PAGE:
Amanda Owen’s older brother, Nick, was diagnosed with a rare chromosomal disability at six months old. Doctors told the family that there were only 10 other cases, and all 10 affected were in institutions. Fortunately, Nick’s school went above and beyond in caring for him, always making sure he had time and space to socialize with others. Amanda’s and Nick’s parents worked overtime to ensure he was always included, and Nick thrived. After Nick finished school, Amanda noticed he was regressing without inclusion and social contact.
“Everybody always saw Nick for what he couldn’t do or what his struggles were, and I hated that because no one saw him for the things he could do,” Owen said.
That oversight on the part of others inspired her to create the nonprofit Puzzle Pieces, which opened its doors 10 years ago. Based in Kentucky, it works to make sure individuals with disabilities feel empowered, have a sense of community, and get an equal chance at employment.
Over the last decade, Puzzle Pieces has grown significantly and now supports more than 400 individuals by offering vocational training and job placement, behavior services, residential living, and the region’s only autism programming.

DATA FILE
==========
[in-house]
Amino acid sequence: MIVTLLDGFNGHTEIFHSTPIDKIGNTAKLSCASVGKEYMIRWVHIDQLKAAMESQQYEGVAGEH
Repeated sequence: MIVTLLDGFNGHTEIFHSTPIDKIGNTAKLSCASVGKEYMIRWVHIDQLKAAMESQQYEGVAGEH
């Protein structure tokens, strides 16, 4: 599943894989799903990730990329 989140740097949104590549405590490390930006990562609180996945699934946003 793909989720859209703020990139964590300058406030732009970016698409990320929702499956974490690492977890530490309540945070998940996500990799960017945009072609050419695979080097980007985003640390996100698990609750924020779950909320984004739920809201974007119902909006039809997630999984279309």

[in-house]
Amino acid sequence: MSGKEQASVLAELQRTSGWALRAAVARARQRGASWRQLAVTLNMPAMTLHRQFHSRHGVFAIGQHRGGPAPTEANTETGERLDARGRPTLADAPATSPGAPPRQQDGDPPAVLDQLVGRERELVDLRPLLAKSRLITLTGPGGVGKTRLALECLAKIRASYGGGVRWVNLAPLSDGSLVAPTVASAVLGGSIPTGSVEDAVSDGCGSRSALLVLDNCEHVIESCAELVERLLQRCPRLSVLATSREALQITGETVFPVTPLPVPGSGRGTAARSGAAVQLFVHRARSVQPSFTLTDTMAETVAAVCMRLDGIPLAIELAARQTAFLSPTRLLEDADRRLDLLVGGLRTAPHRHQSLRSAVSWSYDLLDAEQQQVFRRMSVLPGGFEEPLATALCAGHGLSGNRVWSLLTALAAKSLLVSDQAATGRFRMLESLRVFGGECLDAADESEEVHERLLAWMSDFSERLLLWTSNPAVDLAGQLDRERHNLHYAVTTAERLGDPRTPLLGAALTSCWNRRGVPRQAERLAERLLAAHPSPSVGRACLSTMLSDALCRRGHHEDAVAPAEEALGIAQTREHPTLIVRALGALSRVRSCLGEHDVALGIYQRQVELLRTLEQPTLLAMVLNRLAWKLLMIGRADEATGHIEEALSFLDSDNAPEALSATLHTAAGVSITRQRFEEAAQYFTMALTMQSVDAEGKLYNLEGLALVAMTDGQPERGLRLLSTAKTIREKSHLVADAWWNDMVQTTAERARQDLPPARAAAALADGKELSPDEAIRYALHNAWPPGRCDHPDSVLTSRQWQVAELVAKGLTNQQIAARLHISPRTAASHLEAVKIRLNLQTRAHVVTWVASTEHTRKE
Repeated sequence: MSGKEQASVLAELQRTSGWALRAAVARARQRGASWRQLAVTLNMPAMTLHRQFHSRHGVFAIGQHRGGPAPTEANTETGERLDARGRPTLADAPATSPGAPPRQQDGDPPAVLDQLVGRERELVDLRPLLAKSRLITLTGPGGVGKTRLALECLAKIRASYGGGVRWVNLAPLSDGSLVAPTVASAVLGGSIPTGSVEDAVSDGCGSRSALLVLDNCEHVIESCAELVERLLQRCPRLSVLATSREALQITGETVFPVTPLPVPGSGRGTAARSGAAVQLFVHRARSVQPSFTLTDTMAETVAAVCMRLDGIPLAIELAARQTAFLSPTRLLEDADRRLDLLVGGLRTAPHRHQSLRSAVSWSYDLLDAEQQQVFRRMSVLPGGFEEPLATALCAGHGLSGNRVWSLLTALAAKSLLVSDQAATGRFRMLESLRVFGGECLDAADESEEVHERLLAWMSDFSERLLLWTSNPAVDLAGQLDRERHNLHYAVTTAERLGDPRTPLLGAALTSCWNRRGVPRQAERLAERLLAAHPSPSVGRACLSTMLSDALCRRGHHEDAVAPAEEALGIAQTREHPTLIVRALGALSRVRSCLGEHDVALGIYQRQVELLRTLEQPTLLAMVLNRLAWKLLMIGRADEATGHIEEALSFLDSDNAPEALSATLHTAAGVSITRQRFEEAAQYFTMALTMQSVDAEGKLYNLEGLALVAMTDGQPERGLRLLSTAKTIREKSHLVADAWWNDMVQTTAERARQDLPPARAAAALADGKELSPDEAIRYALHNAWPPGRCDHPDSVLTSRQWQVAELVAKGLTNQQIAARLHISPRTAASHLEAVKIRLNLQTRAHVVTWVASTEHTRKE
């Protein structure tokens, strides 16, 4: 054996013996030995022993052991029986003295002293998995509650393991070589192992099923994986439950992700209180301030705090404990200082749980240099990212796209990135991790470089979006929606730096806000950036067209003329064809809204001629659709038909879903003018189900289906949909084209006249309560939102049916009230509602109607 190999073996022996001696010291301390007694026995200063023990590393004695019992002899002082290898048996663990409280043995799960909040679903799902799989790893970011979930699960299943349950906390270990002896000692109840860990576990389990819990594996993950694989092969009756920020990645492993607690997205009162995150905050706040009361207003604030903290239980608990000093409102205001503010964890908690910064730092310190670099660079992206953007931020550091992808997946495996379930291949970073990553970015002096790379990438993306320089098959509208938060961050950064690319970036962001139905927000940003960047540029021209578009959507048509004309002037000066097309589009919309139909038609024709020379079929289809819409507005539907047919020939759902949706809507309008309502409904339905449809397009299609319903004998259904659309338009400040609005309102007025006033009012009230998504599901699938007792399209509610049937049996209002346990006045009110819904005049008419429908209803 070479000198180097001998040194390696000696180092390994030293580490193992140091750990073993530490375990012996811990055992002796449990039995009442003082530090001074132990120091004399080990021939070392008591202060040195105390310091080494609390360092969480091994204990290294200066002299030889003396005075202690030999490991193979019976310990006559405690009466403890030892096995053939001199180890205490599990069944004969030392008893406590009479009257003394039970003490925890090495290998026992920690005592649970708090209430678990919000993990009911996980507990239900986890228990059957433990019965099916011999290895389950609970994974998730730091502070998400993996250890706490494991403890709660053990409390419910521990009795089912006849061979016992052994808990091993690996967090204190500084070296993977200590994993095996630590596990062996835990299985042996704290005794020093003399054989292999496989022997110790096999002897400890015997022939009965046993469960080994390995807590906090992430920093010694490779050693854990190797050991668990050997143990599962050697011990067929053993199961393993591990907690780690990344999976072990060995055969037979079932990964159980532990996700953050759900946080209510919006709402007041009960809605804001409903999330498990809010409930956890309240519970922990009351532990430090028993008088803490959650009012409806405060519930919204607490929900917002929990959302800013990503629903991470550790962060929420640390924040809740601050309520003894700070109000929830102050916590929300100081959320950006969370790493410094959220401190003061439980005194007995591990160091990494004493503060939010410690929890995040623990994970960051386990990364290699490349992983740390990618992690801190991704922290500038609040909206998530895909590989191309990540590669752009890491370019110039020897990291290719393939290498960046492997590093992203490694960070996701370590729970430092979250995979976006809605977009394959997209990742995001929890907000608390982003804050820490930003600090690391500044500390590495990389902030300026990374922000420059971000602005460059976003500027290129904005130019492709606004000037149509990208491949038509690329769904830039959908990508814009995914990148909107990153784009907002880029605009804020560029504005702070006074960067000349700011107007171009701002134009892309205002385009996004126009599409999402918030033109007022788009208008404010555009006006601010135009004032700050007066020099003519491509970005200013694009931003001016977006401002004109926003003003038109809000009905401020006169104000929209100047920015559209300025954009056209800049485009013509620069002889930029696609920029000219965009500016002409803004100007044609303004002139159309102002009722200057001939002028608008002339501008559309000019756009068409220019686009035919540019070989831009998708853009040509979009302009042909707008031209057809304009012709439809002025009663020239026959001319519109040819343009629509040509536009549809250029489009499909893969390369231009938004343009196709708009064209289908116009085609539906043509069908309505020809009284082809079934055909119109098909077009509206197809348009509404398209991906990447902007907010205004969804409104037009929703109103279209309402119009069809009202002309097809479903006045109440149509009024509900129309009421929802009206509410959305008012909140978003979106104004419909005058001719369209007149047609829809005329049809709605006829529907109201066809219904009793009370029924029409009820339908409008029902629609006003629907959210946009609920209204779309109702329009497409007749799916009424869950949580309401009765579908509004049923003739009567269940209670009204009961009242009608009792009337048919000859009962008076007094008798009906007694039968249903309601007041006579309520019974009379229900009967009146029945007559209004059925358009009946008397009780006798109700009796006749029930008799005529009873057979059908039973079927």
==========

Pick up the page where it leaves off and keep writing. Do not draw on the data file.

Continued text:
With a staff of more than 100, the nonprofit now has three residential homes that house nine clients with round-the-clock care. There, clients learn how to keep a home and cook, bolstering their sense of family and preparing them for independence.
Puzzle Pieces offers numerous programs tailored to each individual’s needs. The Social Community Program is for children and adults who need one-on-one experience, group, or respite support. The Adult Vocational Program works with people over 16 who need life and independence skills designed to help prepare them for a job. The Employment Opportunities program offers assisted employment for those with cognitive and physical disabilities. This program helps them explore different career options and develop skills that help them reach their career goals. In its first two years, the employment program placed 23 people in local area jobs.
The Owen Autism Center is the only one of its kind in Kentucky. The school accepts students ages 3 to 21 and is designed to run alongside regular elementary and high school education. The center targets the individual’s goals and helps them transition to a job or higher education.
“My goal for Puzzle Pieces is to continue to create opportunities for those with disabilities in my community. I want to live in an inclusive community that values individuals with disabilities,” Owen said. “I want the people that I serve to be thought of first instead of last and have a seat at the table. I eventually want to franchise our nonprofit and help other communities become more inclusive and value their neighbors with disabilities.”